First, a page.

EU Motargument Sida 9
Case of Hirsi Jamaa and Others v. Italy (Application no. 27765/09) Judgment. Strasbourg. 23 February 2012. This judgment is final but may be subject to editorial revision. In the case of Hirsi Jamaa and Others v.
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Italy. Facts Applicants left Libya aboard vessels with the aim of reaching Italy. The vessels were intercepted by Italian authorities, transferred to Italian military ships and returned to libya. They were handed over tot he Libyan authorities, as was agreed per bilateral agreement between Libya and Italy. Hirsi and his fellow applicants were part of a larger group of some 200 migrants who intended to leave Libya for the Italian coast in search of safe haven. ECtHR / Application no. 27765/09 / Judgement Hirsi Jamaa and Others v Italy Deciding Body type: European Court of Human Rights Deciding Body: European Court of Human Rights 2 Hirsi Jamaa and Others v Italy (Application No 27765/09), 23 February 2012.
Italy. The status of refugee, official or not, entails certain rights and state obligation, but the correlation between refugee rights and human rights is problematic. European Court of Human Right in Hirsi Jamaa and others v Italy.
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Italy This case dealt with the failure to provide local population with information about risk factors and how to proceed in event of an (GC), Hirsi Jamaa and others v. Italy, Judgments of 23 February 2012, paras 24- 25 and 75-78, available at http://www.hudoc.echr.coe.it. Page 15.
EU Motargument Sida 9
1 The case was filed on 26 May 2009 by 11 Somalis and 13 Eritreans who were among the first group of 231 migrants and refugees (191 men and 40 women) that left Libya heading for the Italian coast. In the case, Hirsi Jamaa and Others v. Italy , the Court considered the plight of 24 people from Somalia and Eritrea who were among more than 200 people intercepted at sea by Italian authorities in 2009 and forced to return to Libya, their point of departure.
While Khlaifia and Others was distinguished on the facts of Hirsi Jamaa insofar as individual asylum claims had been
The driving force for picking the case of Hirsi Jamaa and others v. Italy2 as my primary material was inspired by an article3 I read addressing the bilateral agreement between Libya and Italy4, allowing the push back of refugees intercepted by Italian military on the high seas off the coast of Italy. The court case was processed by the
Abstract. This essay explores the refugee’s access to human rights in regard to the case of Hirsi Jamaa and others v. Italy.
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Application No. 27765/09, Judgment of 23 February 2012, para. 73; Pad v. Turkey, ECtHR 29 Nov 2018 These were condemned by the European Court of Human Rights (ECtHR or Court) in the case of Hirsi Jamaa and Others v Italy. It also called on the Italian government, the European Union and Frontex to ensure access to asylum, including for those intercepted on the high seas, and to The Hirsi Jamaa and Others v. Italy - The Applicability of the Principle of Non-.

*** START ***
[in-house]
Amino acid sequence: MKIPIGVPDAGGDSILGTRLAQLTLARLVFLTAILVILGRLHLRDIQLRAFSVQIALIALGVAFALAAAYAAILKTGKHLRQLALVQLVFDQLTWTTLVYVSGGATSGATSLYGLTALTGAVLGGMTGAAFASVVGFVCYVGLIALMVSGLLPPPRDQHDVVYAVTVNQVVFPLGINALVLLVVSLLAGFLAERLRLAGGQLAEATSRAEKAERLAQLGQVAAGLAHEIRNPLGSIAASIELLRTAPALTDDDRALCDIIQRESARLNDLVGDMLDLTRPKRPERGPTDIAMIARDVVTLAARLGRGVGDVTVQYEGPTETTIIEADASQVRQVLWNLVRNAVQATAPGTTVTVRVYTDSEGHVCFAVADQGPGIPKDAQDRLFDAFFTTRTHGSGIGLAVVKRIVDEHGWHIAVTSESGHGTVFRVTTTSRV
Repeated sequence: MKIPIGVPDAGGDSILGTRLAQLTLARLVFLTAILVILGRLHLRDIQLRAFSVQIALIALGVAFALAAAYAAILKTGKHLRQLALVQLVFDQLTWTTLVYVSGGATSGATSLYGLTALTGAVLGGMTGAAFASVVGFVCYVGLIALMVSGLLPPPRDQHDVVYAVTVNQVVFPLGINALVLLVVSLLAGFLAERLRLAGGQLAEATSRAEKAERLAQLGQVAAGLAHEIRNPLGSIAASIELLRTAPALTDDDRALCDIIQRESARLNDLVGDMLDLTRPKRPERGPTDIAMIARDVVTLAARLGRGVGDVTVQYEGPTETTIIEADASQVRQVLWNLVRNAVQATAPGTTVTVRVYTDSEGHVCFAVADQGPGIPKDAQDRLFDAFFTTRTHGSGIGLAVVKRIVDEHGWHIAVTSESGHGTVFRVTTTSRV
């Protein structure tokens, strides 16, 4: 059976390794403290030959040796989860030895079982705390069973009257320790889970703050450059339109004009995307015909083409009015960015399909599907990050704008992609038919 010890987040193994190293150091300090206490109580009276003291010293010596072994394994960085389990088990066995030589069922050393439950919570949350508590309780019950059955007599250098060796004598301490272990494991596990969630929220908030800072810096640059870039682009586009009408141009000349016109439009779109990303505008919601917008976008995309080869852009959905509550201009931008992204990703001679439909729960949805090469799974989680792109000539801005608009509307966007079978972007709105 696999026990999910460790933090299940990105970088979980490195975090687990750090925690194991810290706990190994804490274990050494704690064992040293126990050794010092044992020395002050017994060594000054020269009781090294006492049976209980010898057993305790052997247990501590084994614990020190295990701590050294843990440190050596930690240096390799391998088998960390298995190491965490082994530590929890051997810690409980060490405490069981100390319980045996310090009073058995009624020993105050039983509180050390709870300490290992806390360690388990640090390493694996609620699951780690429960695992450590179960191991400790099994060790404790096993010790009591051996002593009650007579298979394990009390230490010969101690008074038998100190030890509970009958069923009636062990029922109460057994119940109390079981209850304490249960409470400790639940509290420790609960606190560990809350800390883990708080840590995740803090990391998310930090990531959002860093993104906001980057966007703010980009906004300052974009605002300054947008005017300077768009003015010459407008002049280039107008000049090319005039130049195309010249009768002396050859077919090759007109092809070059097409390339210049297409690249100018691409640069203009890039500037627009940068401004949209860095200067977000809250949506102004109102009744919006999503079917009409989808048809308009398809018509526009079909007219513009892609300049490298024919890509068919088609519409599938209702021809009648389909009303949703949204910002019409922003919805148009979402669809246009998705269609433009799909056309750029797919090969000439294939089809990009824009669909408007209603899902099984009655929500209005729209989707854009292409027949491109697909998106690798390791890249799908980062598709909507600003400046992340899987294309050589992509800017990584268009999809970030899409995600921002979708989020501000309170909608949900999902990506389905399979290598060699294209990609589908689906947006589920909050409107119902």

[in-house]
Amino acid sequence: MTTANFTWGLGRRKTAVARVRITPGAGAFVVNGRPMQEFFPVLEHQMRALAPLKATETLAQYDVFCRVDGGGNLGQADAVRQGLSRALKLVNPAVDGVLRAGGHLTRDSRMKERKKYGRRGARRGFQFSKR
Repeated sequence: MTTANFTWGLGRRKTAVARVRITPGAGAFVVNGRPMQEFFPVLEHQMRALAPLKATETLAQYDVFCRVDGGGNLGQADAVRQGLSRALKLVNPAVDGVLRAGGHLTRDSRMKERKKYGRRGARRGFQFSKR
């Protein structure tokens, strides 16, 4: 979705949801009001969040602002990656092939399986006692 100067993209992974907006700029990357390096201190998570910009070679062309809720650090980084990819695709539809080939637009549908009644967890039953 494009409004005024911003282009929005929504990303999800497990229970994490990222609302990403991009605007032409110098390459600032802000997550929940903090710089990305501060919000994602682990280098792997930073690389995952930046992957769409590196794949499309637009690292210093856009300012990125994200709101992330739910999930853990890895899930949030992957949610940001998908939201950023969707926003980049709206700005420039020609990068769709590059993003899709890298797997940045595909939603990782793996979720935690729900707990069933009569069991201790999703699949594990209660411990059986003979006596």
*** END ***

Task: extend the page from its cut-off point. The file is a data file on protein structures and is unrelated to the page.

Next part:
27765/09) the Court highlighted that the aim of Article 4 Protocol 4 is to stop States from expelling third country nationals without examining their individual situation, which eliminates the possibility of individuals opposing such a measure. 2012-03-22
The article discusses extraterritorial jurisdiction, migration control, and the Grand Chamber judgment of the European Court of Human Rights in the 2012 case Hirsi Jamaa and Others v. Italy. State sovereignty is addressed, along with an analysis of refoulement incidents involving European Union Member States. International obligations at sea are also examined in relation to refugees, asylum
Under Article 41 (just satisfaction), the Court held that Italy was to pay each applicant 15,000 euros (EUR) in respect of non-pecuniary damage and EUR 1,575.74 to the applicants jointly in respect of costs and expenses.
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While Khlaifia and Others was distinguished on the facts of Hirsi Jamaa insofar as individual asylum claims had been processed in respect of all three applicants, this was negated by the fact that all the applicants received identical refoulement decisions. 2 HIRSI JAMAA AND OTHERS v. ITALY JUDGMENT 4. The application was allocated to the Second Section of the Court (Rule 52 § 1 of the Rules of Court). On 17 November 2009 a Chamber of that Section decided to communicate the application to the Government.
ITALY.pdf. Other sources cited: Note on International Protection of 13 September 2001 (A/AC.96/951, § 16), the UNHCR.
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27765/09, 23/02/2012). Fernando Arlettaz The principle of non‐refoulement is a well established principle of international law.
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Italy is not only an international condemnation of the “push-back policy” enacted by Italy … The case of Hirsi Jamaa and others v. Italy originated in the application no. 27765/09 against the Italian Republic lodged with the Court under Article 34 of the Convention for the Protection of Human Rights and Fundamental Freedoms (“the Convention”) by eleven Somali nationals and … Watered-down rights on the high seas: Hirsi Jamaa and others v Italy (2012).
34KJ-9VQF: ECtHR - Hirsi Jamaa and Others v Italy [GC], Appl… Item Preview HIRSI JAMAA AND OTHERS v.